Spring 2019. American Indian Studies Research Institute. Week 9.

One surprisingly fun thing I stumbled into learning more about is formatting issues between FieldWorks software and Microsoft Word. FieldWorks has the dictionary database that AISRI linguists have entered throughout the years, so it’s essential for accelerating the pace and accuracy of translations. The FieldWorks document has to be formatted in Word, and each time the document goes back and forth, the researcher has to reformat it. There is potentially a setting which AISRI’s IT specialist can adjust, but I quickly became more interested in observing FieldWorks. In Digital Humanities, we recently discussed the automation of translation, but we didn’t have any real-world examples available. The AISRI staff I work with offered that his average text is relatively brief and the amount of changes relatively few, so the program is a much greater help than a hindrance. But, of course, human researchers are responsible for initial translations of new recordings, so the program doesn’t even begin to work until they correctly enter that data. So, there are some things that can and have been automated, and there are some things that probably need to be automated eventually, and there are things that can’t and should not be automated. The broader theoretical question at this point is not whether translation can and should be automated, but to what degree.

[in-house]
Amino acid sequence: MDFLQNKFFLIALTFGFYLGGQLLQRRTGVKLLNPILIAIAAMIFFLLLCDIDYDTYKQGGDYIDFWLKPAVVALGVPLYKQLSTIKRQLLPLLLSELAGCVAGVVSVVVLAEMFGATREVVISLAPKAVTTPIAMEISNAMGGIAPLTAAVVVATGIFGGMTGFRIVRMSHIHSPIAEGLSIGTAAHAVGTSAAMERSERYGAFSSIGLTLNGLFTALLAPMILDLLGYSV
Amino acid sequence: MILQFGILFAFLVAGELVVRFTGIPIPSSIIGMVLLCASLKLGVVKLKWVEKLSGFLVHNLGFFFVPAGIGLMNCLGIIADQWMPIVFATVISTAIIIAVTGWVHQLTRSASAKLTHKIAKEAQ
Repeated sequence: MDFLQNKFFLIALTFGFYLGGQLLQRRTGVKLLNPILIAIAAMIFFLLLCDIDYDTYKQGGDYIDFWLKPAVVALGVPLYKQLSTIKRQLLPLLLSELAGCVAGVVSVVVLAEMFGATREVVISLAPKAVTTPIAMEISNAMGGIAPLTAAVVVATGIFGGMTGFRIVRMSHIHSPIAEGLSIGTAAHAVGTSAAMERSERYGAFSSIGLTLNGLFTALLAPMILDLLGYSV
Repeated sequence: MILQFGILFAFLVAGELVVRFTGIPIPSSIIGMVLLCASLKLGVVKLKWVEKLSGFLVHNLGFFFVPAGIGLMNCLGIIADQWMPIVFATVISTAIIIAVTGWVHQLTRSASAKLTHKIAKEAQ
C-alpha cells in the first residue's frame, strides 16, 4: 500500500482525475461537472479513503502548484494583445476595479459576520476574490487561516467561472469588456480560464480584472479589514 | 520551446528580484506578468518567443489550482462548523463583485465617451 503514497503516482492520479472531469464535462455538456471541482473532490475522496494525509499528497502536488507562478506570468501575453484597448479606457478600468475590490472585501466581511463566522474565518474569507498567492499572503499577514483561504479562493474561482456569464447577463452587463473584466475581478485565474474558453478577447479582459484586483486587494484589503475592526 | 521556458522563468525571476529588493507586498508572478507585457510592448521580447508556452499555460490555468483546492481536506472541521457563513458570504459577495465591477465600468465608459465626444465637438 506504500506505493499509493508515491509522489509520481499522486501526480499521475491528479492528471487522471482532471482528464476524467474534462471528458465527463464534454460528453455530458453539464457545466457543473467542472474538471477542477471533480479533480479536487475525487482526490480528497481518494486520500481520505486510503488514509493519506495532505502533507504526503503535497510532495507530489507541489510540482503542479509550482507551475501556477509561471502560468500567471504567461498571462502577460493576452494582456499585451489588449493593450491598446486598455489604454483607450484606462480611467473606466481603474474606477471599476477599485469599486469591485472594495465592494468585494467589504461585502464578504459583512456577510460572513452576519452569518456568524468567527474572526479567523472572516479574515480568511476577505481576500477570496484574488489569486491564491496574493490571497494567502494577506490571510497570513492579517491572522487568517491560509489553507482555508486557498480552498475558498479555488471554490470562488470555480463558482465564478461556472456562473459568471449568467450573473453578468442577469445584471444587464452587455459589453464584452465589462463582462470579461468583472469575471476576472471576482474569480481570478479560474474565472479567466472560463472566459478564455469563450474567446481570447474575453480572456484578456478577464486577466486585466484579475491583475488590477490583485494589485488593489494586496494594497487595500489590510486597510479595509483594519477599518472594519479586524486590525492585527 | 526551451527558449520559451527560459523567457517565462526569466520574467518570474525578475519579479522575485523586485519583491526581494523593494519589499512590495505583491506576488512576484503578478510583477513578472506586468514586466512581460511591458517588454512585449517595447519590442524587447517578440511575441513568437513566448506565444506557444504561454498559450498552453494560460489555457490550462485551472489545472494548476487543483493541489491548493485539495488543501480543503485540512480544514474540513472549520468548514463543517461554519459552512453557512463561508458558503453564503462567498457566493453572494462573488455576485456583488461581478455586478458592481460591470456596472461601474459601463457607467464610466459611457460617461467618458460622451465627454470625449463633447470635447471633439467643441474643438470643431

https://software.sil.org/fieldworks/

AISRI is participating in the online fundraiser called IU Day, created by the IU Foundation. Our presence on the crowdfunding site, however, exists only in very rudimentary form so far. I was tasked with drafting more engaging and informative text, so I have submitted 2 paragraphs, which are currently circulating among staff for revisions and additions. Once the text is finalized, we also have photos sent from the schools served by AISRI. I think the final result is going to be something very helpful to AISRI and I look forward to sharing it soon.

I was informed that AISRI’s IT Specialist is purchasing a new version of ABBYY FineReader, which means I may soon have the chance to complete some more optical character recognition for the Ella Deloria Archive project. In the meantime, I get to compile a list of all the activities I’ve been involved with during my internship because my supervisor is going to write me a letter of recommendation! That is the type of reward we are earning in these internships, and I want to confirm to all students that we should be accepting them when they are offered, and even asking for them when they are not. I will post the list in my next entry.

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